Cerberus backs $186M Exco buyout
By Claire Poole
January 8, 2003
Straying from its usual focus on distressed companies, the New York investment firm
will help finance a management-led takeover of the Dallas oil explorer.
New York investment firm Cerberus Capital Management LP agreed to put up $186
million in financing for a management-led buyout of Dallas oil explorer Exco
Resources Inc., according to a 13D filing Tuesday, Jan. 7, with the Securities and
The offer is something of a departure for Cerberus, which typically invests in the
equity and/or debt of financially distressed companies. Exco is in good financial
health. Cerberus didn't return calls seeking comment.
In August 2002, Exco received a takeover offer from its chairman and CEO, Douglas
Miller, for $17 per share, a 21% premium over the firm's stock price at the time. The
company set up a special committee of independent directors to consider the
proposal and hired Merrill Lynch & Co. to advise it.
On Dec. 30, Exco said a group led by Miller and president and treasurer Ted Eubank
sweetened the offer to $18 per common share and $18 to $18.52 per preferred
share. It said it was negotiating with the group after failing to find another buyer on
more attractive terms and expected the talks to be completed by the end of January.
Eubank wouldn't comment much beyond what was in the filing.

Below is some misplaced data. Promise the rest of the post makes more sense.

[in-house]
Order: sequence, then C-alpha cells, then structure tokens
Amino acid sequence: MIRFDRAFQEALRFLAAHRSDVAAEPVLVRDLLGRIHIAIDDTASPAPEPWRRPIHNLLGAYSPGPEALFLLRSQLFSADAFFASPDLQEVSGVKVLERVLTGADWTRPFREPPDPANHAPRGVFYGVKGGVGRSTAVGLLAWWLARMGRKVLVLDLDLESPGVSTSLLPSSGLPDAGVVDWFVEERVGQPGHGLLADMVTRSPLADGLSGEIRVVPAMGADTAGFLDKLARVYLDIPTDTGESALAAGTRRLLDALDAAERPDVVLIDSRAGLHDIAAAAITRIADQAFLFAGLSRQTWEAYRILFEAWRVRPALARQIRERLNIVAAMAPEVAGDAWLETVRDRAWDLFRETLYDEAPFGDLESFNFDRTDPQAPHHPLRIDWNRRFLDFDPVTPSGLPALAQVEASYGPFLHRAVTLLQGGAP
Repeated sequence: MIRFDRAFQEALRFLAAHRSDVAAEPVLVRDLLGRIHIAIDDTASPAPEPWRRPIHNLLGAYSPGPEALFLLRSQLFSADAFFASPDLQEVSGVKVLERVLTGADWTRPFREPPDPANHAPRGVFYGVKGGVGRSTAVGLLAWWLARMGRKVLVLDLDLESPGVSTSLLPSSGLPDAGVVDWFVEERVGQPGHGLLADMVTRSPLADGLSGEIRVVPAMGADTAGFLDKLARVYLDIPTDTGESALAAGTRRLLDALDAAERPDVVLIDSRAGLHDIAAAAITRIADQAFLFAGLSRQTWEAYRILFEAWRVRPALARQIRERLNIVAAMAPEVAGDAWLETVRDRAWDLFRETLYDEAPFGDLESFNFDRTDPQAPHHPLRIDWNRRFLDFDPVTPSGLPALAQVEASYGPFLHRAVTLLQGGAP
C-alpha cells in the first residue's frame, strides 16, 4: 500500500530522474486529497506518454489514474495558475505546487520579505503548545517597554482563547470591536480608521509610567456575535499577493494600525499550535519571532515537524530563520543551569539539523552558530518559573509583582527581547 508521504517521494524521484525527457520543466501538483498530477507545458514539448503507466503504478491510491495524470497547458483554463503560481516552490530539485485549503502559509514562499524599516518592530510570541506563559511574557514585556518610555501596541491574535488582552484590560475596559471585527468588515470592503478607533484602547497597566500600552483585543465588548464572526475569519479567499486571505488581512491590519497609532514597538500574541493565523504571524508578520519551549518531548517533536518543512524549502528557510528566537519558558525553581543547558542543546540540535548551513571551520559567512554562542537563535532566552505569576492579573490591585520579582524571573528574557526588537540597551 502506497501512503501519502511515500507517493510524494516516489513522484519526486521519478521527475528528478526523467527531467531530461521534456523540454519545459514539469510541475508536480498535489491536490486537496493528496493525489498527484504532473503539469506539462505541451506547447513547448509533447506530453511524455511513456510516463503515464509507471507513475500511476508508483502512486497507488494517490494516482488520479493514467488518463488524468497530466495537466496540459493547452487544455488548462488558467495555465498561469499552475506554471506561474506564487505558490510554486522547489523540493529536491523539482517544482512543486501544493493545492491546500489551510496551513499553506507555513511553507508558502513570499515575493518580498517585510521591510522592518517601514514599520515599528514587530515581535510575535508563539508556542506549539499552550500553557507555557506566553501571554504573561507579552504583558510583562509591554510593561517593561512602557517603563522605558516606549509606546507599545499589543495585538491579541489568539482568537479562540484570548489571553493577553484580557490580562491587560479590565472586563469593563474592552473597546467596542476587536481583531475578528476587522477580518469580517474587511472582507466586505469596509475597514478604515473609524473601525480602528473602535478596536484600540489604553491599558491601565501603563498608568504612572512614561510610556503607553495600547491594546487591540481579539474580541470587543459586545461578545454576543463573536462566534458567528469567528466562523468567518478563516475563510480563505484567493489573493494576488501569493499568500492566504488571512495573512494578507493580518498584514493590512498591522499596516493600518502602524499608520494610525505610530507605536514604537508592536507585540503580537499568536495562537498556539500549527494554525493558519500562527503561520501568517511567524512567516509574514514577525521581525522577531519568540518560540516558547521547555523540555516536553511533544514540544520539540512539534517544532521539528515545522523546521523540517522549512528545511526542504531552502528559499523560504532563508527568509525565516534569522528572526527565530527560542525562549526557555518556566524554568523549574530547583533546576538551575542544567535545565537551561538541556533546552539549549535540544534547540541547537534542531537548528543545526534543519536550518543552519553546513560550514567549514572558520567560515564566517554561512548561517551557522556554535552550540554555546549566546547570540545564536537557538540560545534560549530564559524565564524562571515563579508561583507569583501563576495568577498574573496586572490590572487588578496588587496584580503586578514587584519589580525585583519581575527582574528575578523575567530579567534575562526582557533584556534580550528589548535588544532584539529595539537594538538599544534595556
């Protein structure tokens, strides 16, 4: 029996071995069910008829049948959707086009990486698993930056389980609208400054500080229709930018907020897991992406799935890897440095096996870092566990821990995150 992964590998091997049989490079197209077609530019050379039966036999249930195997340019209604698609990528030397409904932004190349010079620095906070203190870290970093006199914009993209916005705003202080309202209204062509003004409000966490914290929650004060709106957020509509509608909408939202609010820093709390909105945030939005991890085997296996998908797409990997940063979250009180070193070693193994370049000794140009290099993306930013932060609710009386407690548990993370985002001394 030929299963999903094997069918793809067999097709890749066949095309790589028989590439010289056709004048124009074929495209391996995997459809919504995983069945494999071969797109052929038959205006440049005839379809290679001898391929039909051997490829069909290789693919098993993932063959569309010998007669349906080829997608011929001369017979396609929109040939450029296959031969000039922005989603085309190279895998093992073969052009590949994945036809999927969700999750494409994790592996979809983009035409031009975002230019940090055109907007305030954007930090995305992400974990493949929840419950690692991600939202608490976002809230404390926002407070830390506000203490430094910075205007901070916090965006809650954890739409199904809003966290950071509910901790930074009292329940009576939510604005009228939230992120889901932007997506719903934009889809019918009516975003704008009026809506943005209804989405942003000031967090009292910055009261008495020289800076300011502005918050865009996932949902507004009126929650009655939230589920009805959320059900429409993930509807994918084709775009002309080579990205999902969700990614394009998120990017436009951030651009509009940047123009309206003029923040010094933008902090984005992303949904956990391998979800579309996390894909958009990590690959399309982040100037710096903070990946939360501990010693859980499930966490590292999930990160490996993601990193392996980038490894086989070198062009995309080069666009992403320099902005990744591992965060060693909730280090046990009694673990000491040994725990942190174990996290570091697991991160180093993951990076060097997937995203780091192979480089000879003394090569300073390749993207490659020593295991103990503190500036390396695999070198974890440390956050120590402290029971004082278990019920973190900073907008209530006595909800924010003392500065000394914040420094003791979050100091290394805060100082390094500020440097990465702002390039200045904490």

"We're moving forward with that financing and expect to continue to work with the
company and the special committee through the end of the month," Eubank said.
Stephen Smith, an Exco board member and head of the special committee, wouldn't
comment on the financing letter, saying it's "premature."
"We're working through the process," he said.
Rick Gordon at Merrill Lynch and Gary Orloff at Bracewell & Patterson LLP in Houston
are advising Exco's special committee. Brian Lidji at Sayles Lidji & Werbner in Dallas
is advising the management buyout group.
Cerberus said in the filing that it submitted its financing letter Dec. 27, offering to
provide a $50 million secured term loan for the executives' buyout and make a
$136.5 million equity investment in the company after the buyout closes.
The financing commitment would give Cerberus a substantial majority of the
company's equity interests, including the 1.1 million common shares, or 15.1% of
the outstanding stock, held by Miller and Eubank. It would also give it certain rights
regarding control of the private company's board and any transfers of its stock.
Stephen Feinberg, an investment manager at Cerberus, submitted the filing to the
SEC. Managing director Lenard Tessler signed the letter.
Cerberus said in the filing that the management group has to notify it no later than
Jan. 17 if it intends to tap the term loan. If it fails to do so, it will have to pay